Because Orlando magically travels through the centuries, aging at a snail's pace, let's just say he breaks some hearts and has his broken in turn.  As Orlando rises in favour to the subsequent King Charles, word spreads about his allure and, of all things, his beautiful calves.  Then, during a festive evening, in a swirl of ringing bells, clocks striking the hour, Turkish guards from the Imperial Body Guard along with British Admirality, Orlando goes to bed, in something of a trance, for seven days.  Upon waking, Orlando is now a woman.

'Orlando looked himself up and down in a long looking-glass, without showing any signs of discomposure, and went, presumably, to his bath.'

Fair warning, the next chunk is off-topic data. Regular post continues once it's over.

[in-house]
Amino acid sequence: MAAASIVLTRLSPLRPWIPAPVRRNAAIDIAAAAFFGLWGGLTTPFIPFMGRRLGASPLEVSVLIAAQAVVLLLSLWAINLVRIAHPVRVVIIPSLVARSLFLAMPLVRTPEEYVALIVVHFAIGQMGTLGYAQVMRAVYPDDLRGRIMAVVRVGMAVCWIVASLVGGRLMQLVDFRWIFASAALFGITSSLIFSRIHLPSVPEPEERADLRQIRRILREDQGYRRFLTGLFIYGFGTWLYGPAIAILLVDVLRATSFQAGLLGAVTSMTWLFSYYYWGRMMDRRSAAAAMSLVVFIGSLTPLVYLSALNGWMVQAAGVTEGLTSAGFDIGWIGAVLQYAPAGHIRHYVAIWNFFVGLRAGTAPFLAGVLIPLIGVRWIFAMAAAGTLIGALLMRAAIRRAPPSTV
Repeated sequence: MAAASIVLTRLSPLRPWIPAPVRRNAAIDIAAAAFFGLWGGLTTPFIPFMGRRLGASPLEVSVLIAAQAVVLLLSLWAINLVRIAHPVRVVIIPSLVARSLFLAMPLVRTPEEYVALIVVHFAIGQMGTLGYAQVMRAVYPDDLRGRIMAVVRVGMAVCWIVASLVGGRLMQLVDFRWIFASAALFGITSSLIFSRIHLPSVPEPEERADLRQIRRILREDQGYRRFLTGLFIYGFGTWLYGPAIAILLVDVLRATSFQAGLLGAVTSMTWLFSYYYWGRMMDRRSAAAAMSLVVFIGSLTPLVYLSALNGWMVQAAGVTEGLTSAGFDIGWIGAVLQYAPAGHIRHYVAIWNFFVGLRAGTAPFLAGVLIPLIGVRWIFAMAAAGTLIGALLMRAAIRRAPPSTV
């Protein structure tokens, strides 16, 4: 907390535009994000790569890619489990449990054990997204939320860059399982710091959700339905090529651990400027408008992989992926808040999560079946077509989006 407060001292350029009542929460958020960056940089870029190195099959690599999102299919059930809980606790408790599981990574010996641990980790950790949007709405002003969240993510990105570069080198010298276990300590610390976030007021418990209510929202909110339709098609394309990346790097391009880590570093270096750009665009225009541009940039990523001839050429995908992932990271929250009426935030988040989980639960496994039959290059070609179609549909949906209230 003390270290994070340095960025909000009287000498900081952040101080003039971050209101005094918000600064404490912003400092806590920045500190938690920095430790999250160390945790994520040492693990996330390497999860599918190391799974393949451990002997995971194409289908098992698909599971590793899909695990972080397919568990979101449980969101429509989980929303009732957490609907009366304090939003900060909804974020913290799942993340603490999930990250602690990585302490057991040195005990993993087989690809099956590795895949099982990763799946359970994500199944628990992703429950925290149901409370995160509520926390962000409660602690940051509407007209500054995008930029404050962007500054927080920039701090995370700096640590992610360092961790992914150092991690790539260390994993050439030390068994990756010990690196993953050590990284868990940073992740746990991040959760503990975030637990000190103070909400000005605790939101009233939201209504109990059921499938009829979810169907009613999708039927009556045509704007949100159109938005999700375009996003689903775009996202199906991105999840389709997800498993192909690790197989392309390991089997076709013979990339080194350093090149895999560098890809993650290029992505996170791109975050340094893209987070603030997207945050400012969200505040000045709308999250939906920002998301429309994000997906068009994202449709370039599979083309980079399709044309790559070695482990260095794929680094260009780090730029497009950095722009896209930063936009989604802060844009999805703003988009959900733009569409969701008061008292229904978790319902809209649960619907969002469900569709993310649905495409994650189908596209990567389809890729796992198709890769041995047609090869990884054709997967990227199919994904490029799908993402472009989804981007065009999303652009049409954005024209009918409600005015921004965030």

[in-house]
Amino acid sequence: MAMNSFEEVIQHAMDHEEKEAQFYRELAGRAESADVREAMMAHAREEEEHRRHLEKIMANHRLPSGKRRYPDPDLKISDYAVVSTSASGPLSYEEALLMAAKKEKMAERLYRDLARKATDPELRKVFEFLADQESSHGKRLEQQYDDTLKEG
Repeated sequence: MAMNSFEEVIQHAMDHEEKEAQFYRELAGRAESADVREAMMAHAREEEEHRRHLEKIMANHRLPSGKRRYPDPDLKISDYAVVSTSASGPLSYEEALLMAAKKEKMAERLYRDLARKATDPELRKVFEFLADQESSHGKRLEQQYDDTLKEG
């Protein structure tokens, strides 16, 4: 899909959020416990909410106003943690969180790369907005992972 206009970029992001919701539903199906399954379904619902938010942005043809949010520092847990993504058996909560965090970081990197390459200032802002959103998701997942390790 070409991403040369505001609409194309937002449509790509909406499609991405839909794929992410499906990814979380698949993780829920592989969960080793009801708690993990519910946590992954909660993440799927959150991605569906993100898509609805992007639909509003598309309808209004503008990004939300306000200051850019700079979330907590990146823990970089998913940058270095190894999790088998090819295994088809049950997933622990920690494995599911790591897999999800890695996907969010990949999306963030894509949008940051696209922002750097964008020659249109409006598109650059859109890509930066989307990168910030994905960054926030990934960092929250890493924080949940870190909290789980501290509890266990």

Woolf then goes on to state that although Orlando had changed in appearance, everything else about her character is exactly as it was before.  Leaving Constantinople with a gipsy, Orlando embarks on a journey over hills and through valleys, while writing an epic poem called The Oak Tree.  When the atmosphere among her fellow travellers begins to feel ominous, Orlando jumps onto a ship bound for London.  She's also realizing a few things....

'She remembered how, as a young man, she had insisted that women must be obedient, chaste, scented, and exquisitely apparelled.  'Now I shall have to pay in my own person for those desires,' she reflected' 'for women are not (judging by my own short experience of the sex) obedient, chaste, scented, and exquisitely apparelled by nature.  They can only attain these graces, without which they may enjoy none of the delights of life, by the most tedious discipline.  There's the hairdressing,' she thought, 'that alone will take an hour of my morning; there's looking in the looking glass, another hour, there's stays and lacing; there's washing and powdering; there's changing from silk to lace and from lace to paduasoy; there's being chaste year in year out...'